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On Complaining


Shortly after I converted to the Catholic Faith in 1986, I attended three retreats given by Fr. John Hardon, SJ, who was Mother Teresa's spiritual director whenever she was in North America.

ComplainingBirdPhoto by Santiago Lacarta on Unsplash.

Fr. Hardon also oversaw the spiritual formation of the Missionaries of Charity for Mother Teresa.

Father was a giant of a spiritual director. One thing he told us on those retreats that I'll never forget: With emphasis, Father said, "Never ... ever ... ever ... ever ... ever ... ever ... ever ... ever ... ever complain."

Father explained. Because God has ordained everything in our lives—that is all the people and circumstances we encounter—are for our good, whenever we indulge in complaining, we are actually complaining about God. We are telling God, "You made a mistake."

I have a friend who spent seven or eight years as a real, live hermit. He's read a lot on the spiritual life, and I really value his friendship and mentorship. I've learned a lot from him. One day he came to visit me in Powell River, and I took him for a walk in the rain and the wind down where I live. I said something about the miserable weather, and he rejoined that what I'd said was ungrateful, that God had ordained the exact weather we were having on that day. Instead of complaining, we should thank God for the gift of what he has ordained.

What a penance not complaining is! For many people, it's a mighty penance. But it's a penance everyone can do. We must all make the effort to curtail our complaining, and especially our complaining about other people. Challenge yourself not to complain for a whole day. Keep yourself from even a quiet grumble. Don't allow yourself to complain even about the weather. Instead—like my holy friend—thank God for the wind and the rain.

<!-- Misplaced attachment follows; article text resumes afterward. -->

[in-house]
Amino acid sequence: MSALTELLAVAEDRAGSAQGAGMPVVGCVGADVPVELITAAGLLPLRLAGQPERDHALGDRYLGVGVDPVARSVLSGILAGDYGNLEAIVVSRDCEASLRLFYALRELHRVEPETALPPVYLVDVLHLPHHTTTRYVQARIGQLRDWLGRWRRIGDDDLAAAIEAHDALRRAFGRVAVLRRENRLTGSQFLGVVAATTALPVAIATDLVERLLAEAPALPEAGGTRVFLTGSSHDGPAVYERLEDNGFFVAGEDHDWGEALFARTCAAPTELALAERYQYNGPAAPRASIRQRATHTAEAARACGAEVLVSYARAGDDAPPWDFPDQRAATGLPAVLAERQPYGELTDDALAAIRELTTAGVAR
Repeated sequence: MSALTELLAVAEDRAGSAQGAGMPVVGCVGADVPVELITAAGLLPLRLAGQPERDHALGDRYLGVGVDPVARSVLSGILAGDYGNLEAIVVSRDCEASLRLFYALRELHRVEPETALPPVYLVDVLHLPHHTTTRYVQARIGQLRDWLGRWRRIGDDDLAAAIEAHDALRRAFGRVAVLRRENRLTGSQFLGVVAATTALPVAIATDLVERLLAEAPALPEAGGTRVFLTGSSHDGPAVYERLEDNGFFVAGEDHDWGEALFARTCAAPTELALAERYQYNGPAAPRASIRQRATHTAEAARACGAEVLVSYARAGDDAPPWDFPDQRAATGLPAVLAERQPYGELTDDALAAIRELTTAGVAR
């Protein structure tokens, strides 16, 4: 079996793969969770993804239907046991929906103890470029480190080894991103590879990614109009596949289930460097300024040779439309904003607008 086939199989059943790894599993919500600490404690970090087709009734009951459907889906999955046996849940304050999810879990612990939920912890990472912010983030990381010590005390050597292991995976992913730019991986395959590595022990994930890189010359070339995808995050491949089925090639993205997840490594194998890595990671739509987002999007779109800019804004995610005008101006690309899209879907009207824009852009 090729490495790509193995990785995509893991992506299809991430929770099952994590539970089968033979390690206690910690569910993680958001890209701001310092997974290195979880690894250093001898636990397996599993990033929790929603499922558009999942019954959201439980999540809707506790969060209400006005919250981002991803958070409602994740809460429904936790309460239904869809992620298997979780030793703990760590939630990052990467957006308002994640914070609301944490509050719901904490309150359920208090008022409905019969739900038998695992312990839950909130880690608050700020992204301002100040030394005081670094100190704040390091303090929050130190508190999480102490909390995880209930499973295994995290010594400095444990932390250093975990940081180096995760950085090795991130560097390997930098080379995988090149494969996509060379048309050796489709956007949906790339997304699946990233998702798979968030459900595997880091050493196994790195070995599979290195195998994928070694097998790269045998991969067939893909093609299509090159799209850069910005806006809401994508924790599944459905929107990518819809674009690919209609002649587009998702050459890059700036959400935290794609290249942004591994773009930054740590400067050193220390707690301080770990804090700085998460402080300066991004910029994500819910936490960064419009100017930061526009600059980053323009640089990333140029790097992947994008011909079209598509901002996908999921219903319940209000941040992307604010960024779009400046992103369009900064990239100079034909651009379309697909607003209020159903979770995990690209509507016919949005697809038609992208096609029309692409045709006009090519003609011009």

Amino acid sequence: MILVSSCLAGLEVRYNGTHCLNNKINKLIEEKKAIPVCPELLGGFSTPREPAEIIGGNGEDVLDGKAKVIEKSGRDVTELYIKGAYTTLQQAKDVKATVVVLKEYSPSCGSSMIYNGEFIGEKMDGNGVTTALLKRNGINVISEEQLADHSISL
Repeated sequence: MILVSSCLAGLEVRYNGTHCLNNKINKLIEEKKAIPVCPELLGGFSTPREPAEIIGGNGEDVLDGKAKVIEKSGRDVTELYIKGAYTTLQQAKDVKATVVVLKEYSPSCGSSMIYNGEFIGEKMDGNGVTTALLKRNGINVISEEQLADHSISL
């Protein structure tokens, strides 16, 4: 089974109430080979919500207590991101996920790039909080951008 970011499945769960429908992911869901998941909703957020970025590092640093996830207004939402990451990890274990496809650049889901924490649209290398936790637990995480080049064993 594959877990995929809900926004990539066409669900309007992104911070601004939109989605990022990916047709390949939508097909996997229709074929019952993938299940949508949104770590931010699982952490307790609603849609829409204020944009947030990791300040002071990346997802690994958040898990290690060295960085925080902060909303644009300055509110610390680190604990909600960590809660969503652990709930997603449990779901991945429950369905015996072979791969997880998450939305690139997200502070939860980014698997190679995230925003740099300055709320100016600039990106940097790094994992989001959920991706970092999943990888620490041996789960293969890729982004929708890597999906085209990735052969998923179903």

My youngest son doesn't complain. He works as a pipe-liner in Alberta where the weather can be brutal. But he never complains. If I were to say to him "It must have been rough today working in a ditch in 15 below weather with the snow blowing sideways, I know what he'd say. He's shrug it off with, "It is what it is." I like that expression. It conveys a couple of simple truths. This is my job. There's nothing I can do about the weather, and I'm at peace with what God has ordained. Not only is it unmanly to complain, it's unchristian.

The opposite of complaining is speaking words of gratitude and holding a sense of gratitude in your heart. Being a grateful person is the secret to real happiness in life. G.K. Chesterton wrote: "The great saint may be said to mix all his thoughts with thanks. All goods look better when they look like gifts."

This is Meaghen Gonzalez, Editor of CERC. I hope you appreciated this piece. We curate these articles especially for believers like you.

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fieldJ. Fraser Field. "Complaining." CERC (2023).

The Author

Fraser Field is the founder and publisher of the Catholic Education Resource Center.

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